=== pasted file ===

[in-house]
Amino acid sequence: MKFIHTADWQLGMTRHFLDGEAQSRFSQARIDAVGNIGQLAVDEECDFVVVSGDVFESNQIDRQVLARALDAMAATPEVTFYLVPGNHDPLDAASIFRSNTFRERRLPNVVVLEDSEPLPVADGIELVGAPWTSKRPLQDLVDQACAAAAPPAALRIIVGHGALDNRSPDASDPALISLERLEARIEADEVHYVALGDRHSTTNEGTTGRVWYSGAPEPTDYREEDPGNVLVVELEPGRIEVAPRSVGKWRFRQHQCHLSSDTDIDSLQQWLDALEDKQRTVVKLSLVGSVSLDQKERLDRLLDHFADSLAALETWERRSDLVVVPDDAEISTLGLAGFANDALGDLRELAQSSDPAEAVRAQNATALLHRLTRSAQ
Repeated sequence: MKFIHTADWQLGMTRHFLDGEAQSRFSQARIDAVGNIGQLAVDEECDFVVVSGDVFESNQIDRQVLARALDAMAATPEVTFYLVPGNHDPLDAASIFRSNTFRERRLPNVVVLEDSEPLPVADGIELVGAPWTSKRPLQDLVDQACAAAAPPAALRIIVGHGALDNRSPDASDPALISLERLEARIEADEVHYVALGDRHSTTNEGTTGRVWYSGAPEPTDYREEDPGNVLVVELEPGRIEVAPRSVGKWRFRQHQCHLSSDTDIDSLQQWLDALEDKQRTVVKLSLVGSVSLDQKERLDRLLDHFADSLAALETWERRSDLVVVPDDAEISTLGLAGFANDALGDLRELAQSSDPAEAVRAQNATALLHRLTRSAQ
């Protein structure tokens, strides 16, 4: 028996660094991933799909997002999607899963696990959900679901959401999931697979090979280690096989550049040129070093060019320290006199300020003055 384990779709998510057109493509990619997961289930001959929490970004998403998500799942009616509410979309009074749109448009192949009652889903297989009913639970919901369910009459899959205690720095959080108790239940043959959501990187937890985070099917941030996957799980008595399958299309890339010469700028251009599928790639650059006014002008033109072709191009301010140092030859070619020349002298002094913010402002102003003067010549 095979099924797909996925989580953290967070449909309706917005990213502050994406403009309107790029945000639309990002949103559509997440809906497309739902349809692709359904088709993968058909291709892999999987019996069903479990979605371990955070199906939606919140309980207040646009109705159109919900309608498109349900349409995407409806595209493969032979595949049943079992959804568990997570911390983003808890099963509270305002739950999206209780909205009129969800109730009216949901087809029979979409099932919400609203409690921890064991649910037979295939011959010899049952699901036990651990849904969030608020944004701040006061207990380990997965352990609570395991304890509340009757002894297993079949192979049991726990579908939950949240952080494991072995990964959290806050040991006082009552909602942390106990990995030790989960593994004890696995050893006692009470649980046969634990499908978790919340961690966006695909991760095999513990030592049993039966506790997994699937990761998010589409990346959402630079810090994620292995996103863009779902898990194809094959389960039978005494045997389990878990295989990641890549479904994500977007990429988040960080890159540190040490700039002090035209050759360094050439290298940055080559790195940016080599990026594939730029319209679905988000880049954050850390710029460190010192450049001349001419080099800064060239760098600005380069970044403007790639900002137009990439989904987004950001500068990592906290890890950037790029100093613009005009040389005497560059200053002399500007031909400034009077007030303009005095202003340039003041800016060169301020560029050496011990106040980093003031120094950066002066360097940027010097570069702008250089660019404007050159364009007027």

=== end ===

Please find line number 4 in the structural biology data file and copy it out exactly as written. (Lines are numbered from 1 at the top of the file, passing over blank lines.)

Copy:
């Protein structure tokens, strides 16, 4: 028996660094991933799909997002999607899963696990959900679901959401999931697979090979280690096989550049040129070093060019320290006199300020003055 384990779709998510057109493509990619997961289930001959929490970004998403998500799942009616509410979309009074749109448009192949009652889903297989009913639970919901369910009459899959205690720095959080108790239940043959959501990187937890985070099917941030996957799980008595399958299309890339010469700028251009599928790639650059006014002008033109072709191009301010140092030859070619020349002298002094913010402002102003003067010549 095979099924797909996925989580953290967070449909309706917005990213502050994406403009309107790029945000639309990002949103559509997440809906497309739902349809692709359904088709993968058909291709892999999987019996069903479990979605371990955070199906939606919140309980207040646009109705159109919900309608498109349900349409995407409806595209493969032979595949049943079992959804568990997570911390983003808890099963509270305002739950999206209780909205009129969800109730009216949901087809029979979409099932919400609203409690921890064991649910037979295939011959010899049952699901036990651990849904969030608020944004701040006061207990380990997965352990609570395991304890509340009757002894297993079949192979049991726990579908939950949240952080494991072995990964959290806050040991006082009552909602942390106990990995030790989960593994004890696995050893006692009470649980046969634990499908978790919340961690966006695909991760095999513990030592049993039966506790997994699937990761998010589409990346959402630079810090994620292995996103863009779902898990194809094959389960039978005494045997389990878990295989990641890549479904994500977007990429988040960080890159540190040490700039002090035209050759360094050439290298940055080559790195940016080599990026594939730029319209679905988000880049954050850390710029460190010192450049001349001419080099800064060239760098600005380069970044403007790639900002137009990439989904987004950001500068990592906290890890950037790029100093613009005009040389005497560059200053002399500007031909400034009077007030303009005095202003340039003041800016060169301020560029050496011990106040980093003031120094950066002066360097940027010097570069702008250089660019404007050159364009007027």